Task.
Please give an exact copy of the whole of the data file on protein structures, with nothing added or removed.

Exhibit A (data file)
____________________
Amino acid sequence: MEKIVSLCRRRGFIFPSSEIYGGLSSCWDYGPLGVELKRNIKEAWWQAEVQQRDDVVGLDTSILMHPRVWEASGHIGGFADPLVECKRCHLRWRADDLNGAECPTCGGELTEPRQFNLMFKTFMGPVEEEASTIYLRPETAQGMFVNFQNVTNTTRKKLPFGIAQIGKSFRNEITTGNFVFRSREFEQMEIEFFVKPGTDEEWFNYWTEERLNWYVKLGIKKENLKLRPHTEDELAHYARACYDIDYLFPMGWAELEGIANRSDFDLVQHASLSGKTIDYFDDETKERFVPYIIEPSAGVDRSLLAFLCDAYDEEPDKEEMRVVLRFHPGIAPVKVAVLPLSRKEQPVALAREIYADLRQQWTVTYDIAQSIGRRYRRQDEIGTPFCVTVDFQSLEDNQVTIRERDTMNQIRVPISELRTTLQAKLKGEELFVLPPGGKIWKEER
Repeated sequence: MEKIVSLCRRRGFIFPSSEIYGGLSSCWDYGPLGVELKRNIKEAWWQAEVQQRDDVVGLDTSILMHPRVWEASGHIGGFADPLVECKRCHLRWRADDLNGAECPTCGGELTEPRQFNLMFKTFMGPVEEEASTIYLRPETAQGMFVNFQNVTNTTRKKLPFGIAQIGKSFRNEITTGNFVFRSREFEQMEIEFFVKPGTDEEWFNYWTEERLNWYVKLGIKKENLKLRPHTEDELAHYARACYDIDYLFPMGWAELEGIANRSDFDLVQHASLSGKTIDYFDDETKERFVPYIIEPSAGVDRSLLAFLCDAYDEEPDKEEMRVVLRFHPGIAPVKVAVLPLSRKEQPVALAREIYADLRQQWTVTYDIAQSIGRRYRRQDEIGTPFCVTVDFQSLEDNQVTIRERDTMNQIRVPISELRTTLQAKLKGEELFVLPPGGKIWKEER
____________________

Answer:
Amino acid sequence: MEKIVSLCRRRGFIFPSSEIYGGLSSCWDYGPLGVELKRNIKEAWWQAEVQQRDDVVGLDTSILMHPRVWEASGHIGGFADPLVECKRCHLRWRADDLNGAECPTCGGELTEPRQFNLMFKTFMGPVEEEASTIYLRPETAQGMFVNFQNVTNTTRKKLPFGIAQIGKSFRNEITTGNFVFRSREFEQMEIEFFVKPGTDEEWFNYWTEERLNWYVKLGIKKENLKLRPHTEDELAHYARACYDIDYLFPMGWAELEGIANRSDFDLVQHASLSGKTIDYFDDETKERFVPYIIEPSAGVDRSLLAFLCDAYDEEPDKEEMRVVLRFHPGIAPVKVAVLPLSRKEQPVALAREIYADLRQQWTVTYDIAQSIGRRYRRQDEIGTPFCVTVDFQSLEDNQVTIRERDTMNQIRVPISELRTTLQAKLKGEELFVLPPGGKIWKEER
Repeated sequence: MEKIVSLCRRRGFIFPSSEIYGGLSSCWDYGPLGVELKRNIKEAWWQAEVQQRDDVVGLDTSILMHPRVWEASGHIGGFADPLVECKRCHLRWRADDLNGAECPTCGGELTEPRQFNLMFKTFMGPVEEEASTIYLRPETAQGMFVNFQNVTNTTRKKLPFGIAQIGKSFRNEITTGNFVFRSREFEQMEIEFFVKPGTDEEWFNYWTEERLNWYVKLGIKKENLKLRPHTEDELAHYARACYDIDYLFPMGWAELEGIANRSDFDLVQHASLSGKTIDYFDDETKERFVPYIIEPSAGVDRSLLAFLCDAYDEEPDKEEMRVVLRFHPGIAPVKVAVLPLSRKEQPVALAREIYADLRQQWTVTYDIAQSIGRRYRRQDEIGTPFCVTVDFQSLEDNQVTIRERDTMNQIRVPISELRTTLQAKLKGEELFVLPPGGKIWKEER